The hearing was adjourned just before noon.

Here are the details. Until Nov. 22nd, testimony may be submitted in writing to:

Judge Alan Klein
Office of Administrative Hearings
100 Washington Square, Suite 1700
Mpls, MN 55401-2138

Comments also may be faxed to 612-349-2665. Comments must be received before 4:30 p.m. on Nov 22nd in order to be considered.

After that until Dec. 1st, anyone may come in to look at the testimony already submitted and respond to it, in writing on the spot or more formally typed up from home. He will issue his decision in January.

Testimony before Judge Klein regarding:
State of Minnesota intention to permanently reduce the passing score on Basic Standards Graduation Requirements to 75%



MR Ed Co's Testimony before Judge Klein regarding:
State of Minnesota intention to permanently reduce the passing score on
Basic Standards Graduation Requirements to 75%

November 8, 1999

Julie Quist
Maple River Education Coalition, Vice-President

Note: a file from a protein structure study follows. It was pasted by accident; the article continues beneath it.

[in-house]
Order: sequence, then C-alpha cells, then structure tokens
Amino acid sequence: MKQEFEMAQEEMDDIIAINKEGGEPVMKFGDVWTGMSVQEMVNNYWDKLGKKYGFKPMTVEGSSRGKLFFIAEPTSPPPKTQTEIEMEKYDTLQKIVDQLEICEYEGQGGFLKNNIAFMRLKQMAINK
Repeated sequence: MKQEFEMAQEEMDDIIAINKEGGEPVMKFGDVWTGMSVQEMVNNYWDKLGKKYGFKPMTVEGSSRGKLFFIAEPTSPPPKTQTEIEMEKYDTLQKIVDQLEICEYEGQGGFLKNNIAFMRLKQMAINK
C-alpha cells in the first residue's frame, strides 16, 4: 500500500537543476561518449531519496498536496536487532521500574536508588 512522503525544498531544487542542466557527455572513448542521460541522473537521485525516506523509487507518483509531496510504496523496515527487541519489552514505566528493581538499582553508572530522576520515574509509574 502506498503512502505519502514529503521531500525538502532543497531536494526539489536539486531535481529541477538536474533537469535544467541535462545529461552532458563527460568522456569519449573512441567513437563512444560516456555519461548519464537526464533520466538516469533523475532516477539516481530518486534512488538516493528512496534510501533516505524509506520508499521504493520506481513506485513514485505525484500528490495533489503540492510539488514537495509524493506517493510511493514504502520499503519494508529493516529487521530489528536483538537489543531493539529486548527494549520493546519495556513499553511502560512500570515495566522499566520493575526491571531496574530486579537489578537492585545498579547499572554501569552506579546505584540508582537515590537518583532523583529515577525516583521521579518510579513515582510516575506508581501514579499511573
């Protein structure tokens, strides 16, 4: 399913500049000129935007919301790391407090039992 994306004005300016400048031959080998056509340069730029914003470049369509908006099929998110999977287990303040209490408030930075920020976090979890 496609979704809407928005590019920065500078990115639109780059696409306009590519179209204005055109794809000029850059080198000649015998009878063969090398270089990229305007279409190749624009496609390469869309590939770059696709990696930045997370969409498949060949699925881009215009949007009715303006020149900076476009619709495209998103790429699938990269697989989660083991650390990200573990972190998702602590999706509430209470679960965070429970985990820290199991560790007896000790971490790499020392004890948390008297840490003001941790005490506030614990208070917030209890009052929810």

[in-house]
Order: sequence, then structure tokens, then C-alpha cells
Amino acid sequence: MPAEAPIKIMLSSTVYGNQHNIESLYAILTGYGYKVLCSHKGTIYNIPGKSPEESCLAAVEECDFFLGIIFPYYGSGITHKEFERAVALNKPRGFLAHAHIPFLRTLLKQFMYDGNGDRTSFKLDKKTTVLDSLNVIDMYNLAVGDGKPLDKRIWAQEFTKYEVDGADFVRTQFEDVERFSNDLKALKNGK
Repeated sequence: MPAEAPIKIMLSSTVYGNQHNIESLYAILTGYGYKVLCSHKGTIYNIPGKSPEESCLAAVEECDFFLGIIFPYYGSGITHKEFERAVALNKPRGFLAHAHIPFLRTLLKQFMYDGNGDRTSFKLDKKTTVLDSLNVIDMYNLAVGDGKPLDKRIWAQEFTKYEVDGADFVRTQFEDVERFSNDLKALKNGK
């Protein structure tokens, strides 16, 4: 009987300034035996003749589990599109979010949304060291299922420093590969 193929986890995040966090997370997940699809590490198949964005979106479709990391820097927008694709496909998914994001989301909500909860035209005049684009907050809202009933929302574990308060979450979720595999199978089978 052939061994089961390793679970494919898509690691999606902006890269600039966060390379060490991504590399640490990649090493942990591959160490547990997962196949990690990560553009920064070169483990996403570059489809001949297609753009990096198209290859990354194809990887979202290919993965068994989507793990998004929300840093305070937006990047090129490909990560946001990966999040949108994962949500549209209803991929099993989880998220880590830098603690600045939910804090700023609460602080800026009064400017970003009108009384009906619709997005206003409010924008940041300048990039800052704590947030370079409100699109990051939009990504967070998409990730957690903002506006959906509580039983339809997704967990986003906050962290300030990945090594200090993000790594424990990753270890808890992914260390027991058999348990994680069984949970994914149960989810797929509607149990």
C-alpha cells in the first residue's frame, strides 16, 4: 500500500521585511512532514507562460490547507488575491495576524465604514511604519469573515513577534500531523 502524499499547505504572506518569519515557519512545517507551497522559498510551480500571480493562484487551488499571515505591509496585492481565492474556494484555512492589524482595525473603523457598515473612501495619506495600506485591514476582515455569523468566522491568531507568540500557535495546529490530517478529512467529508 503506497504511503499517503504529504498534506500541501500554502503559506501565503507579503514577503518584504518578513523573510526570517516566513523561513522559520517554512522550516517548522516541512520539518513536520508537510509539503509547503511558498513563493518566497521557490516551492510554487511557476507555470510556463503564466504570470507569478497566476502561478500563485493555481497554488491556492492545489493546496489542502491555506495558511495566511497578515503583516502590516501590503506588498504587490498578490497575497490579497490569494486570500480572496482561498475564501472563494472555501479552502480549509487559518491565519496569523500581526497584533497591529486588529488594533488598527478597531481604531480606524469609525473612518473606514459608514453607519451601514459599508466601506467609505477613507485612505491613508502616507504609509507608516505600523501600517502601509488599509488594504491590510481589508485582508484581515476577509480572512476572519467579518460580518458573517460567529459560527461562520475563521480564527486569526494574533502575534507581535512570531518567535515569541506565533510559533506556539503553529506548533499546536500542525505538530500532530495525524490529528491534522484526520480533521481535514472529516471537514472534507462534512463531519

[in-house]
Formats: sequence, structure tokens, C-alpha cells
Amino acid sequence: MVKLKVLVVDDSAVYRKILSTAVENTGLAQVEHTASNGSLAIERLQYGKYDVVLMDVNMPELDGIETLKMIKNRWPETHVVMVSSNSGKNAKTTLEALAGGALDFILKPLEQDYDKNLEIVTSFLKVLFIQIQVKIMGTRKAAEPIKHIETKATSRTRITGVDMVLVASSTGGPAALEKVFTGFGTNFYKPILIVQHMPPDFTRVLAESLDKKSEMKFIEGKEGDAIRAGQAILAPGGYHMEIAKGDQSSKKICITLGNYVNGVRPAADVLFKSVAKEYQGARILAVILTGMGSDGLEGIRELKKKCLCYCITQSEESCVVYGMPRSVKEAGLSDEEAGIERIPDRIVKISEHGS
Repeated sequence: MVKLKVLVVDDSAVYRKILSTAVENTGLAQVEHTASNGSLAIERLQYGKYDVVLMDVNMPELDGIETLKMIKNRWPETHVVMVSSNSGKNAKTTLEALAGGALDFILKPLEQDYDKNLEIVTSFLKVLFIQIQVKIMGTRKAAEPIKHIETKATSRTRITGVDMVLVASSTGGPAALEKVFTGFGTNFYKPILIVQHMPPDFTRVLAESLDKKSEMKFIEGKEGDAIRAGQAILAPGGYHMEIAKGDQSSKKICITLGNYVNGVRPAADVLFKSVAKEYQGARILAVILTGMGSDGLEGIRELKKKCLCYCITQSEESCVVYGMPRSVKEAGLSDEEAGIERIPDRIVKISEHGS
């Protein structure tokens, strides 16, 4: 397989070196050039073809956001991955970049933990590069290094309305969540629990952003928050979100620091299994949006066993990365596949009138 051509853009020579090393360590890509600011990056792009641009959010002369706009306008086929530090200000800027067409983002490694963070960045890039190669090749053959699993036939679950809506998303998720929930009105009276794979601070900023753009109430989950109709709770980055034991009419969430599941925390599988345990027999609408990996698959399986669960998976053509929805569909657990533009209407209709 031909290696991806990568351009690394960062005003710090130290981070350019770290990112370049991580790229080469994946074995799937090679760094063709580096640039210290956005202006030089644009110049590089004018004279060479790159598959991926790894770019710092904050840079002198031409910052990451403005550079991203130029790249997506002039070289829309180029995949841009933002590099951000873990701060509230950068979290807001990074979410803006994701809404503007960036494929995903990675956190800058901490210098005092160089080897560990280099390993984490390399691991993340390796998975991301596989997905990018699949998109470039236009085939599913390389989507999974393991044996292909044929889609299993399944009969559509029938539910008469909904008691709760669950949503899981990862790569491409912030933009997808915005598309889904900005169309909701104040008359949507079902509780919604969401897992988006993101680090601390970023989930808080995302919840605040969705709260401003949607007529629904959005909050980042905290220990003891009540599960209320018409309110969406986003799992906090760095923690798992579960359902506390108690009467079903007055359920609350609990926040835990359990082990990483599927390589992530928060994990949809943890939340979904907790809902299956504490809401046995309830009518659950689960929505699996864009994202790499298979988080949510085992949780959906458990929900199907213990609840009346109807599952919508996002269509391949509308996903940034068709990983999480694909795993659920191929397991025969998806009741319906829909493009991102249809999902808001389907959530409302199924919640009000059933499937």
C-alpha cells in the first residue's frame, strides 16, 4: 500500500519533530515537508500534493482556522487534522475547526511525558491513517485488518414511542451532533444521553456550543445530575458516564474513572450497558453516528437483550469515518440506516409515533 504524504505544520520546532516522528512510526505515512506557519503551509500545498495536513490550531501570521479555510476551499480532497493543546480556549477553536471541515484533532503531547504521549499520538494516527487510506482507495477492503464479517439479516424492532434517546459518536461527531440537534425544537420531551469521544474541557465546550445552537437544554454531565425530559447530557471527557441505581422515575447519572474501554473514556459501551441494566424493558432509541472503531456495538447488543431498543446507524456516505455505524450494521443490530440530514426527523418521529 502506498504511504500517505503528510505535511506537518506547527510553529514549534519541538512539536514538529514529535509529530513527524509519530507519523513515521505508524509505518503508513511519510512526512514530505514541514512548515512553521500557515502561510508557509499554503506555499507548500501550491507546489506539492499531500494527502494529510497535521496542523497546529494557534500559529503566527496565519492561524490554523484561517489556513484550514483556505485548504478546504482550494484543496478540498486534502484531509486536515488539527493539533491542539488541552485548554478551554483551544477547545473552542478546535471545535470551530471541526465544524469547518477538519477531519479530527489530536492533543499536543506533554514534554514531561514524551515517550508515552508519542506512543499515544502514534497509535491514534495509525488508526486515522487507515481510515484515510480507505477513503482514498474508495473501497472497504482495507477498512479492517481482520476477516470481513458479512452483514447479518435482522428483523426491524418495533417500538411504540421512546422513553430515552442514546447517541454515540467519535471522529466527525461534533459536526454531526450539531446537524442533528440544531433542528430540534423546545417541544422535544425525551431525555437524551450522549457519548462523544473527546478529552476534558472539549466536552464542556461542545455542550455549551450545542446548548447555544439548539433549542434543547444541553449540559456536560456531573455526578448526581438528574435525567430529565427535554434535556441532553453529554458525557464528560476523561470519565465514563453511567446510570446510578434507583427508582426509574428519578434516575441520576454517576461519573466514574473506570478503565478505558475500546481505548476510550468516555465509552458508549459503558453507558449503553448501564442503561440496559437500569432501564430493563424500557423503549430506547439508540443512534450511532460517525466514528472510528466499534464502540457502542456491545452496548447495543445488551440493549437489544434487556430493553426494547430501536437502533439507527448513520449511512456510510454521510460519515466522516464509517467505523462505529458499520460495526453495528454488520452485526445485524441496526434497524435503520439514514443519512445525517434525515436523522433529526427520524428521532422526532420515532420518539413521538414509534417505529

I am a parent representing Maple River Education Coalition, a statewide grassroots organization of over 10,000 parents, students and other citizens around Minnesota. I am here to speak in opposition to the intention of the state to permanently fix the state requirement for a passing score on the Basic Standards Test at 75%, down from the 80% that was to have been required of students graduating in the year 2002 and beyond.

The Basic Standards Test, Part I, of the new and controversial Graduation Standards, is the only objective test that the state requires a student to pass in order to graduate from high school. All other state requirements for graduation are contained within Part II of the Graduation Standards, the Profile of Learning. The Profile of Learning assessments (performance packages) are described this way by Augenblick & Meyers, the firm hired by the state of Minnesota: "...not much more than participation is required to fulfill [Minnesota's] graduation requirements."